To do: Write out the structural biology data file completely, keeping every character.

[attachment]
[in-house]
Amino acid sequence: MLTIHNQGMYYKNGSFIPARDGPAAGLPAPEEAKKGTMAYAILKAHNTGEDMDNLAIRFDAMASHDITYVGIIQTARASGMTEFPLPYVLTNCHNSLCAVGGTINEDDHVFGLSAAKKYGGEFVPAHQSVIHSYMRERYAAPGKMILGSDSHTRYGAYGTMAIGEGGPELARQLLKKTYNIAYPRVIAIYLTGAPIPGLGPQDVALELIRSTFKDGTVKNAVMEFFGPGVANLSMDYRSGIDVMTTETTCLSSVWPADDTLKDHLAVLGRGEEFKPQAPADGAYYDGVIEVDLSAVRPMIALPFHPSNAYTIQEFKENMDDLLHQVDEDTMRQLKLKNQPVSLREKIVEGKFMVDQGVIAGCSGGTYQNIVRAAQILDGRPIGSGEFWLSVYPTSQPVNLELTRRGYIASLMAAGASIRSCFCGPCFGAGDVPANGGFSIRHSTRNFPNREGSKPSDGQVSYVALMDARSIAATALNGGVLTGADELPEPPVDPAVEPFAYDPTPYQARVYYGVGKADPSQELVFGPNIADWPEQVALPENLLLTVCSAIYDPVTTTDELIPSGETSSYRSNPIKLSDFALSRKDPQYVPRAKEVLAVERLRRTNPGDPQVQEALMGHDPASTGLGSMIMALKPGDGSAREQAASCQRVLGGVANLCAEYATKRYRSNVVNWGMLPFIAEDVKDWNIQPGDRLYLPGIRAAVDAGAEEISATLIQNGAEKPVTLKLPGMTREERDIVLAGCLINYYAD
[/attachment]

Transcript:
[in-house]
Amino acid sequence: MLTIHNQGMYYKNGSFIPARDGPAAGLPAPEEAKKGTMAYAILKAHNTGEDMDNLAIRFDAMASHDITYVGIIQTARASGMTEFPLPYVLTNCHNSLCAVGGTINEDDHVFGLSAAKKYGGEFVPAHQSVIHSYMRERYAAPGKMILGSDSHTRYGAYGTMAIGEGGPELARQLLKKTYNIAYPRVIAIYLTGAPIPGLGPQDVALELIRSTFKDGTVKNAVMEFFGPGVANLSMDYRSGIDVMTTETTCLSSVWPADDTLKDHLAVLGRGEEFKPQAPADGAYYDGVIEVDLSAVRPMIALPFHPSNAYTIQEFKENMDDLLHQVDEDTMRQLKLKNQPVSLREKIVEGKFMVDQGVIAGCSGGTYQNIVRAAQILDGRPIGSGEFWLSVYPTSQPVNLELTRRGYIASLMAAGASIRSCFCGPCFGAGDVPANGGFSIRHSTRNFPNREGSKPSDGQVSYVALMDARSIAATALNGGVLTGADELPEPPVDPAVEPFAYDPTPYQARVYYGVGKADPSQELVFGPNIADWPEQVALPENLLLTVCSAIYDPVTTTDELIPSGETSSYRSNPIKLSDFALSRKDPQYVPRAKEVLAVERLRRTNPGDPQVQEALMGHDPASTGLGSMIMALKPGDGSAREQAASCQRVLGGVANLCAEYATKRYRSNVVNWGMLPFIAEDVKDWNIQPGDRLYLPGIRAAVDAGAEEISATLIQNGAEKPVTLKLPGMTREERDIVLAGCLINYYAD